Jenny Siminski

Meningioma

Thanks to an early diagnosis and excellent care from her medical team, Jenny and her husband got a new lease on life—and a new addition to their family.

For meningioma patient Jenny Siminski, being diagnosed with a tumor was more than a matter of life and death: Hers wasn’t the only life at stake. Siminski and her husband were planning a life and a family together, and not even the shocking news she received dashed her dream of having a baby. Thanks to an early diagnosis and excellent care from her medical team at IU Health, Siminski and her husband got a new lease on life—and a new addition to their family.

An alarming discovery

After Siminski and her husband tried unsuccessfully to conceive a child, she went through infertility treatments. Believing her terrible headaches were symptoms of allergies, she went to her primary care physician, who referred to an ear, nose and throat doctor. After numerous unsuccessful treatments, the doctor ordered an MRI.

“It’s just amazing how much your brain can accommodate something like that,” Jenny said of the nearly baseball-sized meningioma the MRI revealed. Because the tumor was progesterone-positive, the hormones she received as part of her infertility treatment most likely helped feed the tumor.

Siminski underwent successful surgery to remove the tumor.  After learning her tumor had a high rate of reoccurrence, and at the recommendation of her neurosurgeon and radiation oncologist at IU Health, she elected to undergo preventive proton therapy.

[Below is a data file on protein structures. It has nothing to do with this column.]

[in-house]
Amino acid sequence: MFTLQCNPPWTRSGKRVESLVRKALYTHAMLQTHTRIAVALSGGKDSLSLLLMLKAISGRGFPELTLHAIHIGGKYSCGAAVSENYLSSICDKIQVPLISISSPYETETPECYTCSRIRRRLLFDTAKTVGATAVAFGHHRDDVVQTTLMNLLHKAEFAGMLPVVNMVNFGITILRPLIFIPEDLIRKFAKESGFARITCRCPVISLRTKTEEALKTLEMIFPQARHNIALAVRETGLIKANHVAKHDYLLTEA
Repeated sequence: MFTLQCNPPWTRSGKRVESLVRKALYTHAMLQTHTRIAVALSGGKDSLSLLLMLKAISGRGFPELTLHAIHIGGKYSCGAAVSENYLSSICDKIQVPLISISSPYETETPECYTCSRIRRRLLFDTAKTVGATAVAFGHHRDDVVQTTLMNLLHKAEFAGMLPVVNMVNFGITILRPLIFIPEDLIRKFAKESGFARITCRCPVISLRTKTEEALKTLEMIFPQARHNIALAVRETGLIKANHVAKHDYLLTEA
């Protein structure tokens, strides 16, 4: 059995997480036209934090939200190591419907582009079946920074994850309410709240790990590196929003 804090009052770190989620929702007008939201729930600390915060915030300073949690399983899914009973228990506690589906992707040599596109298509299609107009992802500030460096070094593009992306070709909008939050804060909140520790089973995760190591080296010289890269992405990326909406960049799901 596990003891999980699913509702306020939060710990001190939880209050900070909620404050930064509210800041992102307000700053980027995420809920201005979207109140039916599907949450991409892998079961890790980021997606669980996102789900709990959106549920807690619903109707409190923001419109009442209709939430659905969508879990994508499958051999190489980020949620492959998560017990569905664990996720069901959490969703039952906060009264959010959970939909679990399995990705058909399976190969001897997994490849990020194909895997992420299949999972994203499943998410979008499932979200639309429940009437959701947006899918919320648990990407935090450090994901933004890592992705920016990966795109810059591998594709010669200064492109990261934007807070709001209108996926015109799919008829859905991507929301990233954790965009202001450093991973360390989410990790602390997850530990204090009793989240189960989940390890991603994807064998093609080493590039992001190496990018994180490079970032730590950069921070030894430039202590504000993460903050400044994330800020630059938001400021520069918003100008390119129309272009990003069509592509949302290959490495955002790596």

A wonderful experience

“It was literally a no-brainer,” said Siminski. She began her 38 proton therapy in May of 2009 and completed them in July. Her parents took her to the Bloomington, Ind. facility, which made things a little easier, but she still had side effects from the treatment.

“The final week or two of the treatments kicked my butt,” said Siminski. She also took anti-seizure medication, which she said was the toughest part of her treatment. But the staff at IU Health Proton Therapy Center, Siminski noted, were efficient and kind. “They had it down to a science,” she said of the center’s staff members. “I was in and out as soon as possible, and everyone was super nice. If you have to go through something like this [proton therapy treatment], it’s a good place to go.”

A happy ending

After recovering from surgery, proton therapy and medication, Siminski now has a more positive obligation in her life: being a stay at home mom. Josie Siminski is a sweet, quiet baby whose mother owes her existence to the treatment and attention she received at IU Health Proton Therapy Center.

Asked if other patients with similar tumors should consider proton therapy, Siminski’s answer was unequivocal: “Do it. I feel better than I have in four or five years, and I’m able to have a normal life. To take care of my daughter is the best outcome from that treatment—it was a means to an end. I don’t think I’d be where I am today if I hadn’t gone through it.”